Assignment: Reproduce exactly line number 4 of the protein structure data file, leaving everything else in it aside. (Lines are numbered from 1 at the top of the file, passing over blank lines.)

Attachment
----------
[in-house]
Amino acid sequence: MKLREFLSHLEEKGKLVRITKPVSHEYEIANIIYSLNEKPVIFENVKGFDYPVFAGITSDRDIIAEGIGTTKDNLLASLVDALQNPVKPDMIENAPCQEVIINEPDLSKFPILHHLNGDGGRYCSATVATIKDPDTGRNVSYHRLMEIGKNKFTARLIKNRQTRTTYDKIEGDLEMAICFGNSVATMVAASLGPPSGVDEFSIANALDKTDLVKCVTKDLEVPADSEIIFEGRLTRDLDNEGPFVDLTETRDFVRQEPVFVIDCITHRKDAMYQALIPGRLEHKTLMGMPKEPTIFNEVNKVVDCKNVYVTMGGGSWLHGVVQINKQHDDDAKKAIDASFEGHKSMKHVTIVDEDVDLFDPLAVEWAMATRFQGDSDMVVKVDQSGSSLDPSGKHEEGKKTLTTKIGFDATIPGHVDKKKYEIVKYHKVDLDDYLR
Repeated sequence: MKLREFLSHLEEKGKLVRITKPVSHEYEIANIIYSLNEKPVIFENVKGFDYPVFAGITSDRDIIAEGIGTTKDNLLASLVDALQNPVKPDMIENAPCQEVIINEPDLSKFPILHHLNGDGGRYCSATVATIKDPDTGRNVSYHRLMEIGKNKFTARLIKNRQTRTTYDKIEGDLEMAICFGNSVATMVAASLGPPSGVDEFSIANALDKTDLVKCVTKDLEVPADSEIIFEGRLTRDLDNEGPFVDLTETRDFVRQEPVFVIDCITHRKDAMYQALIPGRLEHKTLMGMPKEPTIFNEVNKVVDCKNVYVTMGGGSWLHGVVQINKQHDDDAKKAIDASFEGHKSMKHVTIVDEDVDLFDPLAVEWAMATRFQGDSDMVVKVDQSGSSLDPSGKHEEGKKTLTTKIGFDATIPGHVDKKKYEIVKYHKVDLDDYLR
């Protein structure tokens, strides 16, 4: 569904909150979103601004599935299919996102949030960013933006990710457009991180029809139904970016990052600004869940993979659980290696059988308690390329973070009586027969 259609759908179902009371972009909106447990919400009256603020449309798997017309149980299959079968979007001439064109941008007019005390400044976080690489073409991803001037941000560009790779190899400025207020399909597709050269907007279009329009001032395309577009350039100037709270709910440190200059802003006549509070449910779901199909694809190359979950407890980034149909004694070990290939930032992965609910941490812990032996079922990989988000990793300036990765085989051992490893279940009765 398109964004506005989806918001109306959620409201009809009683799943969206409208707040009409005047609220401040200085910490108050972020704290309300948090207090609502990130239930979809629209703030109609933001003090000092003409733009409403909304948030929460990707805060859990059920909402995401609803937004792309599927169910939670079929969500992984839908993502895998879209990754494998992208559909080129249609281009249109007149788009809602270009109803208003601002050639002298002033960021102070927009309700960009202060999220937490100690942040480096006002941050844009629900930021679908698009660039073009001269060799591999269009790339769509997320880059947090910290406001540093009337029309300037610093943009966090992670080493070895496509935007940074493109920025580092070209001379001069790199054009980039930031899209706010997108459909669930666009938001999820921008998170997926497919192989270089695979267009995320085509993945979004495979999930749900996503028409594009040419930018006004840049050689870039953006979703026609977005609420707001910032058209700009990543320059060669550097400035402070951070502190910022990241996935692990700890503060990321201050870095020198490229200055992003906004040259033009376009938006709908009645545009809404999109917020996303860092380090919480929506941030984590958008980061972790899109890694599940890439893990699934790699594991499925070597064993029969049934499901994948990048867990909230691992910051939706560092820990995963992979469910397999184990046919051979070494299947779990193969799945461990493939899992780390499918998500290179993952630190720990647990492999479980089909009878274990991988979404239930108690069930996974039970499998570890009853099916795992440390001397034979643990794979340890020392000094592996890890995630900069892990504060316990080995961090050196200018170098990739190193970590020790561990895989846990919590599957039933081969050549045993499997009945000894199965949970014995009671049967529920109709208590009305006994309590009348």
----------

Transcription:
């Protein structure tokens, strides 16, 4: 569904909150979103601004599935299919996102949030960013933006990710457009991180029809139904970016990052600004869940993979659980290696059988308690390329973070009586027969 259609759908179902009371972009909106447990919400009256603020449309798997017309149980299959079968979007001439064109941008007019005390400044976080690489073409991803001037941000560009790779190899400025207020399909597709050269907007279009329009001032395309577009350039100037709270709910440190200059802003006549509070449910779901199909694809190359979950407890980034149909004694070990290939930032992965609910941490812990032996079922990989988000990793300036990765085989051992490893279940009765 398109964004506005989806918001109306959620409201009809009683799943969206409208707040009409005047609220401040200085910490108050972020704290309300948090207090609502990130239930979809629209703030109609933001003090000092003409733009409403909304948030929460990707805060859990059920909402995401609803937004792309599927169910939670079929969500992984839908993502895998879209990754494998992208559909080129249609281009249109007149788009809602270009109803208003601002050639002298002033960021102070927009309700960009202060999220937490100690942040480096006002941050844009629900930021679908698009660039073009001269060799591999269009790339769509997320880059947090910290406001540093009337029309300037610093943009966090992670080493070895496509935007940074493109920025580092070209001379001069790199054009980039930031899209706010997108459909669930666009938001999820921008998170997926497919192989270089695979267009995320085509993945979004495979999930749900996503028409594009040419930018006004840049050689870039953006979703026609977005609420707001910032058209700009990543320059060669550097400035402070951070502190910022990241996935692990700890503060990321201050870095020198490229200055992003906004040259033009376009938006709908009645545009809404999109917020996303860092380090919480929506941030984590958008980061972790899109890694599940890439893990699934790699594991499925070597064993029969049934499901994948990048867990909230691992910051939706560092820990995963992979469910397999184990046919051979070494299947779990193969799945461990493939899992780390499918998500290179993952630190720990647990492999479980089909009878274990991988979404239930108690069930996974039970499998570890009853099916795992440390001397034979643990794979340890020392000094592996890890995630900069892990504060316990080995961090050196200018170098990739190193970590020790561990895989846990919590599957039933081969050549045993499997009945000894199965949970014995009671049967529920109709208590009305006994309590009348």